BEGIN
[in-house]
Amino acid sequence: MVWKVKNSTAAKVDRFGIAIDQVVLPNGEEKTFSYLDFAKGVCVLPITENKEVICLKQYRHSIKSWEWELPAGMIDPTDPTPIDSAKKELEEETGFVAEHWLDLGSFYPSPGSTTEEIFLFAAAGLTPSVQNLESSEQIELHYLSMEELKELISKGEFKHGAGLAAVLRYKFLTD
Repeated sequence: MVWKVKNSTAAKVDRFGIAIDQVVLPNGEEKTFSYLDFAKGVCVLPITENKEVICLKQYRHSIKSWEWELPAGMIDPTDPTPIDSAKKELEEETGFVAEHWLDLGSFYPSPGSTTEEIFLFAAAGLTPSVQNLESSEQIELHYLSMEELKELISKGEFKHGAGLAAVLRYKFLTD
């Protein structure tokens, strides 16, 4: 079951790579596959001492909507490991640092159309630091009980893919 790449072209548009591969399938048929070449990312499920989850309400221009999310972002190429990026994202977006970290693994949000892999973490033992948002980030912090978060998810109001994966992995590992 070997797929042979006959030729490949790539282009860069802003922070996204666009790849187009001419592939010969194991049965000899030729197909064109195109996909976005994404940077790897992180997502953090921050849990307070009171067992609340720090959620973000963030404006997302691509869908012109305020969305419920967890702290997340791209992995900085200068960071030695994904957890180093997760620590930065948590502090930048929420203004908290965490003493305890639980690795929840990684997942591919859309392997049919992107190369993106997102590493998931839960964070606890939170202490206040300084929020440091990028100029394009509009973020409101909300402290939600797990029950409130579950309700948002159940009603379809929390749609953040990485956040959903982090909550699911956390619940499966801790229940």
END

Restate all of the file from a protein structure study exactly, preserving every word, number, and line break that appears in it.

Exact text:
[in-house]
Amino acid sequence: MVWKVKNSTAAKVDRFGIAIDQVVLPNGEEKTFSYLDFAKGVCVLPITENKEVICLKQYRHSIKSWEWELPAGMIDPTDPTPIDSAKKELEEETGFVAEHWLDLGSFYPSPGSTTEEIFLFAAAGLTPSVQNLESSEQIELHYLSMEELKELISKGEFKHGAGLAAVLRYKFLTD
Repeated sequence: MVWKVKNSTAAKVDRFGIAIDQVVLPNGEEKTFSYLDFAKGVCVLPITENKEVICLKQYRHSIKSWEWELPAGMIDPTDPTPIDSAKKELEEETGFVAEHWLDLGSFYPSPGSTTEEIFLFAAAGLTPSVQNLESSEQIELHYLSMEELKELISKGEFKHGAGLAAVLRYKFLTD
């Protein structure tokens, strides 16, 4: 079951790579596959001492909507490991640092159309630091009980893919 790449072209548009591969399938048929070449990312499920989850309400221009999310972002190429990026994202977006970290693994949000892999973490033992948002980030912090978060998810109001994966992995590992 070997797929042979006959030729490949790539282009860069802003922070996204666009790849187009001419592939010969194991049965000899030729197909064109195109996909976005994404940077790897992180997502953090921050849990307070009171067992609340720090959620973000963030404006997302691509869908012109305020969305419920967890702290997340791209992995900085200068960071030695994904957890180093997760620590930065948590502090930048929420203004908290965490003493305890639980690795929840990684997942591919859309392997049919992107190369993106997102590493998931839960964070606890939170202490206040300084929020440091990028100029394009509009973020409101909300402290939600797990029950409130579950309700948002159940009603379809929390749609953040990485956040959903982090909550699911956390619940499966801790229940």